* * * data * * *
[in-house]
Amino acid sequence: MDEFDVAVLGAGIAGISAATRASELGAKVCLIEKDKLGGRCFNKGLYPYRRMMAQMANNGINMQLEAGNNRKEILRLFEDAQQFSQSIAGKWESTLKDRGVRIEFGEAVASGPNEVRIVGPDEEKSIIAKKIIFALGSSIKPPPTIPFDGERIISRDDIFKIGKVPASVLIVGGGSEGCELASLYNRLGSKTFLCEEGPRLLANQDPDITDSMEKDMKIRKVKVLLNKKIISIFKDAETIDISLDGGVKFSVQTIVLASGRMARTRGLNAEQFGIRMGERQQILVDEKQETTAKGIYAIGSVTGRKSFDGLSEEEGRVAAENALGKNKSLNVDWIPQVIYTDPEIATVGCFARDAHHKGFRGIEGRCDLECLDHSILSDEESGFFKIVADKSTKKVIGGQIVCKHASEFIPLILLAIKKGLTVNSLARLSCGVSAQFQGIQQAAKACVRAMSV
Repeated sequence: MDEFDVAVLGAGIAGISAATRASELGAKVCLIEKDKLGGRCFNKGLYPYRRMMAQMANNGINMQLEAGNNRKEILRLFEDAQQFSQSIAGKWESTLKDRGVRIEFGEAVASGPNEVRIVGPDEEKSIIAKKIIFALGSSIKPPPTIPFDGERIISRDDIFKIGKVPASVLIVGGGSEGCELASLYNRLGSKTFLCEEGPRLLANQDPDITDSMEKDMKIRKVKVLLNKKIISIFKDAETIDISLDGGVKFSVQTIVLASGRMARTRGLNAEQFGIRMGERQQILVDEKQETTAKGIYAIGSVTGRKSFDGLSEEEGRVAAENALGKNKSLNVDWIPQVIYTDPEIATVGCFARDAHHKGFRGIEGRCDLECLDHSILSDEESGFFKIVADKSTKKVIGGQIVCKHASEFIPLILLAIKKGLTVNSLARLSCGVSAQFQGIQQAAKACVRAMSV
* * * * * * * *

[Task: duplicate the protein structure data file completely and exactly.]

[in-house]
Amino acid sequence: MDEFDVAVLGAGIAGISAATRASELGAKVCLIEKDKLGGRCFNKGLYPYRRMMAQMANNGINMQLEAGNNRKEILRLFEDAQQFSQSIAGKWESTLKDRGVRIEFGEAVASGPNEVRIVGPDEEKSIIAKKIIFALGSSIKPPPTIPFDGERIISRDDIFKIGKVPASVLIVGGGSEGCELASLYNRLGSKTFLCEEGPRLLANQDPDITDSMEKDMKIRKVKVLLNKKIISIFKDAETIDISLDGGVKFSVQTIVLASGRMARTRGLNAEQFGIRMGERQQILVDEKQETTAKGIYAIGSVTGRKSFDGLSEEEGRVAAENALGKNKSLNVDWIPQVIYTDPEIATVGCFARDAHHKGFRGIEGRCDLECLDHSILSDEESGFFKIVADKSTKKVIGGQIVCKHASEFIPLILLAIKKGLTVNSLARLSCGVSAQFQGIQQAAKACVRAMSV
Repeated sequence: MDEFDVAVLGAGIAGISAATRASELGAKVCLIEKDKLGGRCFNKGLYPYRRMMAQMANNGINMQLEAGNNRKEILRLFEDAQQFSQSIAGKWESTLKDRGVRIEFGEAVASGPNEVRIVGPDEEKSIIAKKIIFALGSSIKPPPTIPFDGERIISRDDIFKIGKVPASVLIVGGGSEGCELASLYNRLGSKTFLCEEGPRLLANQDPDITDSMEKDMKIRKVKVLLNKKIISIFKDAETIDISLDGGVKFSVQTIVLASGRMARTRGLNAEQFGIRMGERQQILVDEKQETTAKGIYAIGSVTGRKSFDGLSEEEGRVAAENALGKNKSLNVDWIPQVIYTDPEIATVGCFARDAHHKGFRGIEGRCDLECLDHSILSDEESGFFKIVADKSTKKVIGGQIVCKHASEFIPLILLAIKKGLTVNSLARLSCGVSAQFQGIQQAAKACVRAMSV